Singin’ in the Rain (Stanley Donen, 1952)
Gentlemen Prefer Blondes (Howard Hawks, 1953)
Ugetsu (Kenji Mizoguchi, 1953)
La Strada (Federico Fellini, 1954)
On the Waterfront (Elia Kazan, 1954)
Salt of the Earth (Herbert Biberman, 1954)
Seven Samurai (Akira Kurosawa, 1954)
Voyage to Italy (Roberto Rossellini, 1954)
Night and Fog (Alain Resnais, 1955)
Rebel without a Cause (Nicholas Ray, 1955)
The Searchers (John Ford, 1956)
Mon Oncle (Jacques Talli, 1957)
What’s Opera, Doc? (Chuck Jones, 1957)
Vertigo (Alfred Hitchcock, 1958)
Touch of Evil (Orson Welles, 1958)
The 400 Blows (Francois Truffaut, 1959)
Anatomy of a Murder (Otto Preminger, 1959)
Black Orpheus (Marcel Camus, 1959)
Hiroshima, mon Amour (Alain Resnias, 1959)
Imitation of Life (Douglas Sirk, 1959)
Pickpocket (Robert Bresson, 1959)
The World of Apu (Satyajit Ray, 1959)
The Apartment (Billy Wilder, 1960)
L’Avventura (Michelangelo Antonioni, 1960)
Breathless (Jean-Luc Godard, 1960)
Peeping Tom (Michael Powell, 1960)
Primary (Drew Associates, 1960)
Chronicle of a Summer (Jean Rouch & Edgar Morin, 1961)
Cleo from Five to Seven (Agnes Varda, 1961)
Last Year at Marienbad (Alain Resnais, 1961)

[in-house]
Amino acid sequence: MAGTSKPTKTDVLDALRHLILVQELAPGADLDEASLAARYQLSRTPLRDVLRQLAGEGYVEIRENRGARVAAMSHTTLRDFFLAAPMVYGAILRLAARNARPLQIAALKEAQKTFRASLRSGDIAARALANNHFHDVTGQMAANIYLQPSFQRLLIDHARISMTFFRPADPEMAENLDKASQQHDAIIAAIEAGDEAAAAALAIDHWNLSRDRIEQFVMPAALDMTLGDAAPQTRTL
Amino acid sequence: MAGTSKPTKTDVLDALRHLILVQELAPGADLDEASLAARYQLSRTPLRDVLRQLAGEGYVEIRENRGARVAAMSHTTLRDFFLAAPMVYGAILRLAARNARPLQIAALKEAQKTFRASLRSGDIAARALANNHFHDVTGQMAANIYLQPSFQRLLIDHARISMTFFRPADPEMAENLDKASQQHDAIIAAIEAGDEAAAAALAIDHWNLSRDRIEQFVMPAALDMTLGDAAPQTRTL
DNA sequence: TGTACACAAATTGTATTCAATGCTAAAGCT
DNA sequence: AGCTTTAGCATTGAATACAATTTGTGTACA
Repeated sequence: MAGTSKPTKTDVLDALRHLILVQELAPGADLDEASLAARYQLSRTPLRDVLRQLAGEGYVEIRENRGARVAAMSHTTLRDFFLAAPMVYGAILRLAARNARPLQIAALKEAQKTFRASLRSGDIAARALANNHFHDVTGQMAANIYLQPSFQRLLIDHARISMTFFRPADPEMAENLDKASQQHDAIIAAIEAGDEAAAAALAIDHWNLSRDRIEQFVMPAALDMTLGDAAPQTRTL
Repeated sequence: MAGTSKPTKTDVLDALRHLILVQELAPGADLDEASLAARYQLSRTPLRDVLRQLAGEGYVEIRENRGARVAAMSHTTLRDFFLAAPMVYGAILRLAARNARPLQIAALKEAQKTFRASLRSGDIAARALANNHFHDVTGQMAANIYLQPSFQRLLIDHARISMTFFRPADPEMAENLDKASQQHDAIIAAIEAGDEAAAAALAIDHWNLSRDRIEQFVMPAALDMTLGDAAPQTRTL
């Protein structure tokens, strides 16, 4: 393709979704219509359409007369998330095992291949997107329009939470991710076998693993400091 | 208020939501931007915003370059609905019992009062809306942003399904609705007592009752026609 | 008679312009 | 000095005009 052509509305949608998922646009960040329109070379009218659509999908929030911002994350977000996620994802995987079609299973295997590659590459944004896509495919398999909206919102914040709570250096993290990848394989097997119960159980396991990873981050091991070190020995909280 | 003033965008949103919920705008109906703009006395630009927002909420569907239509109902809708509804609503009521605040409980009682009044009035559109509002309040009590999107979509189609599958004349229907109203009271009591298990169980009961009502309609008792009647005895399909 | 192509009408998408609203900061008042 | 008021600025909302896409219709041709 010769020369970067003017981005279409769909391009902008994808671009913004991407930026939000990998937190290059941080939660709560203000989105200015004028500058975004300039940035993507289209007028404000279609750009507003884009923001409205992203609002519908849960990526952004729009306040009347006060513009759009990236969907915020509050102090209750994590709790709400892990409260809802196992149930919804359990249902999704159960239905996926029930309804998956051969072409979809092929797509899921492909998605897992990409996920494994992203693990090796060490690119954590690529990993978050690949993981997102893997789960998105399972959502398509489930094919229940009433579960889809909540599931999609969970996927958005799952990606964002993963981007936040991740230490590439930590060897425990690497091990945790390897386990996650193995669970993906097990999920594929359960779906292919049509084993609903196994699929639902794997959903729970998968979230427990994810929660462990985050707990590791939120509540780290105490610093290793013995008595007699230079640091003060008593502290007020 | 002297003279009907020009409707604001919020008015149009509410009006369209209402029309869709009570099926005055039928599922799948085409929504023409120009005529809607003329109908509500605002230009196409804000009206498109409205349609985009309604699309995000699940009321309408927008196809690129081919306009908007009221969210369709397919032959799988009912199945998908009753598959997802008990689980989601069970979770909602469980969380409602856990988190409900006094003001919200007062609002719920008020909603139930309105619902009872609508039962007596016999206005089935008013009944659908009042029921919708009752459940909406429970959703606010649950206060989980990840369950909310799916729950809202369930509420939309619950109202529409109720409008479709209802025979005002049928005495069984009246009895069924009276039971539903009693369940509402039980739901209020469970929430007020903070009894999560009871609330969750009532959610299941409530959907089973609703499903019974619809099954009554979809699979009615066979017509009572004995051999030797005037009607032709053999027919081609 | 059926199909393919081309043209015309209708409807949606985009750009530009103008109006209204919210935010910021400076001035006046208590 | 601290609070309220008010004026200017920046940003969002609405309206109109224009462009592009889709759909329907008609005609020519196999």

The Exterminating Angel (Luis Buñuel, 1962)
Lawrence of Arabia (David Lean, 1962)
The Manchurian Candidate (John Frankenheimer, 1962)
To Kill a Mockingbird (Robert Mulligan, 1962)
Window Water Baby Moving (Stan Brakhage, 1962)
8 ½ (Federico Fellini, 1963)
Contempt (Jean-Luc Godard, 1963)
La Jetée (Chris Marker, 1963)
Dr. Strangelove (Stanley Kubrick, 1963)
This Sporting Life (Lindsey Anderson, 1963)
Black God, White Devil (Glauber Rocha, 1964)
The Battle of Algiers (Gillo Pontecorvo, 1965)
Shop on Main Street (Jan Kadar, 1965)
The Good, the Bad and the Ugly (Sergio Leone, 1966)
Persona (Ingmar Bergman, 1966)
Bonnie and Clyde (Arthur Penn, 1967)
Don’t Look Back (D.A. Pennebaker, 1967)
The Graduate (Mike Nichols, 1967)
Wavelength (Michael Snow, 1967)
2001: A Space Odyssey (Stanley Kubrick, 1968)
Faces (John Cassavetes, 1968)
High School (Frederick Wiseman, 1968)
The Hour of Furnaces (Fernando Solanas & Octavio Getino, 1968)
Memories of Underdevelopment (Tomás Gutiérrez Alea, 1968)
Rosemary’s Baby (Roman Polanski, 1968)
Le Boucher (Claude Chabrol, 1969)
Easy Rider (Dennis Hopper, 1969)
Salesman (Albert & David Maysles, 1969)
The Wild Bunch (Sam Peckinpah, 1969)
Five Easy Pieces (Bob Rafelson, 1970)
M*A*S*H (Robert Altman, 1970)
Land of Silence and Darkness (Werner Herzog, 1971)
Shaft (Gordon Parks, 1971)
The Sorrow and the Pity (Marcel Ophuls, 1971)
Aguirre, Wrath of God (Werner Herzog, 1972)
The Godfather (Francis Ford Coppola, 1972)
Badlands (Terrence Malick, 1973)
State of Siege (Constantin Costa-Gavras, 1973)
Ali, Fear Eats the Soul (Rainer Werner Fassbinder, 1974)
Chinatown (Roman Polanski, 1974)
The Conversation (Francis Ford Coppola, 1974)
Dog Day Afternoon (Sidney Lumet, 1975)